Describing certifications as “fairly important,” Ades says quality and consistency are important attributes. But, he adds, in some cases what is desired is the most affordable price, which necessitates giving up some other goals. “There are some trade printers that specialize in this,” he says. “They are unreliable, but always the cheapest. That’s not Zoo Printing, for the record.”


Trends to Watch

Looking ahead, Guevara feels trade printing will become more polarized. Many customers will want to go directly to the Internet to obtain printing services. “They will go to a VistaPrint or something similar,” he says, noting some form of value-add will be needed for others to retain the customer loyalty necessary to remain viable. “It’s our job as printers to be craftsmen, and if we don’t continue that everyone will be happy to go to lower quality local printers, and that will change the face of printing,” he observes.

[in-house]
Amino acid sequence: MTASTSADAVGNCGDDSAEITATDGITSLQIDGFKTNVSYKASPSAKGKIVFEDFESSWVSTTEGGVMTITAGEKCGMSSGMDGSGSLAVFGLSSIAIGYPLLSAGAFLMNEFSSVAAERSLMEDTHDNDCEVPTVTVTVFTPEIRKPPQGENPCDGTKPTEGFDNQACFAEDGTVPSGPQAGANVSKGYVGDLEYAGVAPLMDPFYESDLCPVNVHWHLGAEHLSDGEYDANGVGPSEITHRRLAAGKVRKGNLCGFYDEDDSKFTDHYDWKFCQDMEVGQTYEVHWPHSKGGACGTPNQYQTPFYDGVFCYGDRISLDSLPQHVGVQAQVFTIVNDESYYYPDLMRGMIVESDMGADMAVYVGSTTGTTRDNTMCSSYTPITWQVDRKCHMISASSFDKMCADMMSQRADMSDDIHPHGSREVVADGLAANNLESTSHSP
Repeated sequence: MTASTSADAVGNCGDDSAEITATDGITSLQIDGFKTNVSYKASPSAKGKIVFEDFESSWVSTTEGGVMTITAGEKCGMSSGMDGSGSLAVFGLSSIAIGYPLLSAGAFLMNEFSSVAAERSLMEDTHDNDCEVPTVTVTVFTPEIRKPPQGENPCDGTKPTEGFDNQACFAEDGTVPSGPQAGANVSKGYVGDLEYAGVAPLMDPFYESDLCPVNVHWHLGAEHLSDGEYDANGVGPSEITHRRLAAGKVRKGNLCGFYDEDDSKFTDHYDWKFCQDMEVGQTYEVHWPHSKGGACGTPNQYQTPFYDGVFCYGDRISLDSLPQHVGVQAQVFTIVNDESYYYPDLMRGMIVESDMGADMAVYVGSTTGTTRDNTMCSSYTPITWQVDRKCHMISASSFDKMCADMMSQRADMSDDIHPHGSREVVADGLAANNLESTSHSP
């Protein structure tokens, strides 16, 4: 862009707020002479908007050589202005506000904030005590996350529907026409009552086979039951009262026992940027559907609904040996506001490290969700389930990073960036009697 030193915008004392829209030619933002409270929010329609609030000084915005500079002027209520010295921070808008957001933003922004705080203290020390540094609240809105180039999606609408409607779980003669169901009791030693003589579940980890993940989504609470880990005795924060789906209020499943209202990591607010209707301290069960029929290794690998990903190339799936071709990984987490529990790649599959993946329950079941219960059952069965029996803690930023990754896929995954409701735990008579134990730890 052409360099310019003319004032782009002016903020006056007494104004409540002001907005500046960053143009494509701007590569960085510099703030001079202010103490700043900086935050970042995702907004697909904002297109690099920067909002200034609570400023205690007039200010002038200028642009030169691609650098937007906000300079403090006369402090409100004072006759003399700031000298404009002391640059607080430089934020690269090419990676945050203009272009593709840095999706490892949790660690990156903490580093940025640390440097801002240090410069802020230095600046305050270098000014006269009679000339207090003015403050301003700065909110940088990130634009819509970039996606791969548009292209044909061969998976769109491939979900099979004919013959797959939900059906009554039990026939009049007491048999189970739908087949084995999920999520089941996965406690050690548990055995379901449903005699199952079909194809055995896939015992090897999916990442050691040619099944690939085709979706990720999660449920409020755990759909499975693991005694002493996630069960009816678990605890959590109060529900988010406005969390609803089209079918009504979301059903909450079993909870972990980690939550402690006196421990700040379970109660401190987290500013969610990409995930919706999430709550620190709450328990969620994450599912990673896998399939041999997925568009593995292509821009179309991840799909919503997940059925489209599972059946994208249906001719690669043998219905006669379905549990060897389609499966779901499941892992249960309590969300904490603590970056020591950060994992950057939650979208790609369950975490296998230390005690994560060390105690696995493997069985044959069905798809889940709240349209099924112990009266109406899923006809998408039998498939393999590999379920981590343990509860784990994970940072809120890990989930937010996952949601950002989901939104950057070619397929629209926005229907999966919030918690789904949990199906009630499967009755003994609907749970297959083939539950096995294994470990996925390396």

“Bring added value, customer service, expertise, experience, anything that will help the customer attain higher saturation levels or higher revenues when he spends the print dollar.”

Ades envisions that trade printing, like all printing, will consolidate. The result will be fewer but larger companies. “That will mean brokers will be able to have companies that are even more reliable and more trustworthy, because the best of the best are coming together,” he says. “But that also means the smaller print shops will divest equipment and become solely brokers.”